I also love the lyrical descriptions of nature (even though they are probably soaked in a nostalgic haze). The narrator gradually succumbs to the magical beauty of the landscape. In anthropological terms, he ‘goes native’ and may find it hard to ever return to his home town.

It is better for those who have to live within the strictures of domesticity never to catch sight of this beauty. In this bewitching guise, nature makes men abandon their homes, fills them with wanderlust… He who has heard the call of the wild and has once glimpsed the unveiled face of nature will find it impossible to settle down to to playing the householder.

I have to admit that I found the narrator’s open admiration for the humble, sweet women he meets in the forests a trifle creepy. It sounds like he was taking advantage of his halo as the powerful outsider, although he exalts their beauty and gentleness. The ‘angel in the house’ mentality of Victorian Britain shines through, even more potent because of the infantilisation of women and of this ethnic group, this less deserving ‘caste’ (although the narrator also mentions instances when he ignores the caste system):

I have noted that like the open and generous countryside – the forests, the clouds, the range of hills, free and untrammelled – Bhanmati was unencumbered, innocent and free in how she conducted herself. So were Manchi and the poet’s wife… The forests and hills had liberated their minds, expanded their vision with generosity; in like maner, their love was deep, generous and liberating. They could love greatly because of the greatness of their hearts… The dictates of refinement and the pressures of the civilized world had erased in her sisters the eternal woman that resided in Bhanmati.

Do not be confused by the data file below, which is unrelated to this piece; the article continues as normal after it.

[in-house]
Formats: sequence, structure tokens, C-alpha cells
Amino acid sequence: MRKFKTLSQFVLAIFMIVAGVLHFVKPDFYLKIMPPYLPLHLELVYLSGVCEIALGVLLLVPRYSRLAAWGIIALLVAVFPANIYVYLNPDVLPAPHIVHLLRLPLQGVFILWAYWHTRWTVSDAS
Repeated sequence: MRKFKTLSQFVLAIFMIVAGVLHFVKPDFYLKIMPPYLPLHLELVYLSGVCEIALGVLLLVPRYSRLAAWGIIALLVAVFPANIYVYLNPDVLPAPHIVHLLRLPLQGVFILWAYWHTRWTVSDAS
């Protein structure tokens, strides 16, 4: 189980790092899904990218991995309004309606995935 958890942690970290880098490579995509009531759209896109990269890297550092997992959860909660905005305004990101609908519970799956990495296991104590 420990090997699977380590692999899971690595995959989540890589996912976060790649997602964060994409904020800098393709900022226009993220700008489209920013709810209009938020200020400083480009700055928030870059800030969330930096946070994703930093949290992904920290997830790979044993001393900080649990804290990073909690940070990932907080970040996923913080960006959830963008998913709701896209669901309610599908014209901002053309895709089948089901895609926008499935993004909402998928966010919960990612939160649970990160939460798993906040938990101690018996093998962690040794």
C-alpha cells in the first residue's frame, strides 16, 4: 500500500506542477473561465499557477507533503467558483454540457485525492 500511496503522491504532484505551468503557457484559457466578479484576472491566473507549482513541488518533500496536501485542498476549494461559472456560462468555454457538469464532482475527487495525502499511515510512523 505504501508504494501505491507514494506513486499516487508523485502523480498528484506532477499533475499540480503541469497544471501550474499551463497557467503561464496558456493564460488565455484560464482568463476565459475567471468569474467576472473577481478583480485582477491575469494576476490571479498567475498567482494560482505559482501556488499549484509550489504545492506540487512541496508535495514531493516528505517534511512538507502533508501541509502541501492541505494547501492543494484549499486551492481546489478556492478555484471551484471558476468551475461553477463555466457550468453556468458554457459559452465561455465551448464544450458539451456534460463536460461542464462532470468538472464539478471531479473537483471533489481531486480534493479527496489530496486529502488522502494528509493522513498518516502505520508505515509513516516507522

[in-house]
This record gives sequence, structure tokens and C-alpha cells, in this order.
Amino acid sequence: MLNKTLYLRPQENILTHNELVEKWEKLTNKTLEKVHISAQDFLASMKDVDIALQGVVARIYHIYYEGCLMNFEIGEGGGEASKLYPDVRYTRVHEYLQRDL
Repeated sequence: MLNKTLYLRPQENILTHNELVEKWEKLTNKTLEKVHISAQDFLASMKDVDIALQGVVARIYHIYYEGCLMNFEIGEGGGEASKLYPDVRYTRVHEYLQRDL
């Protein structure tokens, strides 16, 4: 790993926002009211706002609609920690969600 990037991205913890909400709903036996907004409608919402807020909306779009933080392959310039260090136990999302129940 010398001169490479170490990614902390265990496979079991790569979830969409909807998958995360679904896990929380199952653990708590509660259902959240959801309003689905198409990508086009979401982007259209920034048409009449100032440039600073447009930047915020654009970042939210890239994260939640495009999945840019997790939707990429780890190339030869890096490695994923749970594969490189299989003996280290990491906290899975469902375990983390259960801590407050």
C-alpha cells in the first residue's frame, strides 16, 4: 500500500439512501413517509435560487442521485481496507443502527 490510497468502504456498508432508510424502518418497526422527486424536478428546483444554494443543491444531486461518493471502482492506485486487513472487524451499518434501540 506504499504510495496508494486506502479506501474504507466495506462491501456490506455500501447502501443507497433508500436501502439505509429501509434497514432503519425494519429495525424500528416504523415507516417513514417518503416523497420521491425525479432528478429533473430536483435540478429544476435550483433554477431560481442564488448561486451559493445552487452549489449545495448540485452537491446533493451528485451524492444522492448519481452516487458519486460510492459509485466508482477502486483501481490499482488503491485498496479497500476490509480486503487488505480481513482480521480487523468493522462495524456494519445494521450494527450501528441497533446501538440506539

Whether creepy admiration or not, you cannot doubt the narrator’s sincere love for life in the jungle, despite his initial reservations. In fact, one of the amusing passages in the book occurs when he stumbles across a group of Bengali tourists having a picnic in the jungle, woefully unprepared and blind to all the beauty around them.

By a stroke of rare fortune, they had landed in this extraordinary kingdom of nature, but they lacked vision to appreciate what they saw. In fact, they had come with the sole purpose of hunting, as though birds, rabbits and deer were all awaiting them by the roadside, waiting patiently to be shot.

The book ends rather abruptly with the narrator sitting under a tree fifteen years later and musing about what might have befallen the people he knew there in the meantime. I would have liked to hear about his difficulties in fitting back into the society he had left behind, the reverse culture shock, that sense of never quite belonging there anymore, because his eyes have been opened. But that is probably another story.

I think this is a book that we certainly have to read bearing in mind the attitudes, perspectives, policies and politics of the time. There are elements in it which will feel uncomfortable to a modern reader, but in many ways Bandyopadhyay was ahead of his time. It also raises many interesting questions about ‘fashions’ in nature writing and anthropology, about our espoused values vs. our behaviours in the present day. Yes, we are more ecologically aware, but vast areas of jungles are still lost every day in the name of economic progress. Yes, we claim to be less paternalistic about other cultures, but we still systematically represent them as ‘token exotic exceptions’ in popular culture. It must also have been fiendishly difficult to translate, to decide how much of the original names and expressions to leave in, one different culture talking about yet another different culture. You can find an interview with the translator on the Asymptote blog and you can read another review of the book on Ali’s blog.